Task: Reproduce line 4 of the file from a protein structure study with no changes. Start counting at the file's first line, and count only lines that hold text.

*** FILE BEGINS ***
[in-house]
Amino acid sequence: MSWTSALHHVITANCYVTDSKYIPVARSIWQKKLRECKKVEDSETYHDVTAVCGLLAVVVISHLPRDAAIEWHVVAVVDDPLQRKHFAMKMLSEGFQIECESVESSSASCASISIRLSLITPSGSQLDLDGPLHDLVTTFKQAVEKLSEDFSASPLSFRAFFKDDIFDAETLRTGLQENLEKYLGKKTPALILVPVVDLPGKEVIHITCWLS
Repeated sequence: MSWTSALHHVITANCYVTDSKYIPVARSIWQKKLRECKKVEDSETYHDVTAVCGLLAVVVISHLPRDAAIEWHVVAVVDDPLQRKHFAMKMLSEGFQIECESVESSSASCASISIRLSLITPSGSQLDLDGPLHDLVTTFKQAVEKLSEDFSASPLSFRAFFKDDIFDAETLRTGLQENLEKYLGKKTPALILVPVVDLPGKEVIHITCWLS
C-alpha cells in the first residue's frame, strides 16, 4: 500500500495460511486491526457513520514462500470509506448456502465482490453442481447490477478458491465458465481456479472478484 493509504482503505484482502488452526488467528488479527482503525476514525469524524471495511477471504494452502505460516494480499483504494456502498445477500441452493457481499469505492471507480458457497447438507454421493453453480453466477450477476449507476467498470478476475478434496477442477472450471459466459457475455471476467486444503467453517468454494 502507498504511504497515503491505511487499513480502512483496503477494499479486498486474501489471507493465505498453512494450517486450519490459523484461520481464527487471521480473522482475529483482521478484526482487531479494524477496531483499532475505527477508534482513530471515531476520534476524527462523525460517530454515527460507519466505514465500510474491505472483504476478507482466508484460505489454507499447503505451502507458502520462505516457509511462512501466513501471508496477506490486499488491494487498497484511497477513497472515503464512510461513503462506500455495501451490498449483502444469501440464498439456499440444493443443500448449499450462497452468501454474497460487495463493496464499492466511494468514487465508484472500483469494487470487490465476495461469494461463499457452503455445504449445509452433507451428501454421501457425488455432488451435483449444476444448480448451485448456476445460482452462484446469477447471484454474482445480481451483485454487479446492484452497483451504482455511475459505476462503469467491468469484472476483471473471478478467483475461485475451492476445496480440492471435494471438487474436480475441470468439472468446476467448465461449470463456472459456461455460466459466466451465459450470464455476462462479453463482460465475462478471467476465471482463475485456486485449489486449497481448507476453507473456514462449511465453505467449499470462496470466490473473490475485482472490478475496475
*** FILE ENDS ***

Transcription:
C-alpha cells in the first residue's frame, strides 16, 4: 500500500495460511486491526457513520514462500470509506448456502465482490453442481447490477478458491465458465481456479472478484 493509504482503505484482502488452526488467528488479527482503525476514525469524524471495511477471504494452502505460516494480499483504494456502498445477500441452493457481499469505492471507480458457497447438507454421493453453480453466477450477476449507476467498470478476475478434496477442477472450471459466459457475455471476467486444503467453517468454494 502507498504511504497515503491505511487499513480502512483496503477494499479486498486474501489471507493465505498453512494450517486450519490459523484461520481464527487471521480473522482475529483482521478484526482487531479494524477496531483499532475505527477508534482513530471515531476520534476524527462523525460517530454515527460507519466505514465500510474491505472483504476478507482466508484460505489454507499447503505451502507458502520462505516457509511462512501466513501471508496477506490486499488491494487498497484511497477513497472515503464512510461513503462506500455495501451490498449483502444469501440464498439456499440444493443443500448449499450462497452468501454474497460487495463493496464499492466511494468514487465508484472500483469494487470487490465476495461469494461463499457452503455445504449445509452433507451428501454421501457425488455432488451435483449444476444448480448451485448456476445460482452462484446469477447471484454474482445480481451483485454487479446492484452497483451504482455511475459505476462503469467491468469484472476483471473471478478467483475461485475451492476445496480440492471435494471438487474436480475441470468439472468446476467448465461449470463456472459456461455460466459466466451465459450470464455476462462479453463482460465475462478471467476465471482463475485456486485449489486449497481448507476453507473456514462449511465453505467449499470462496470466490473473490475485482472490478475496475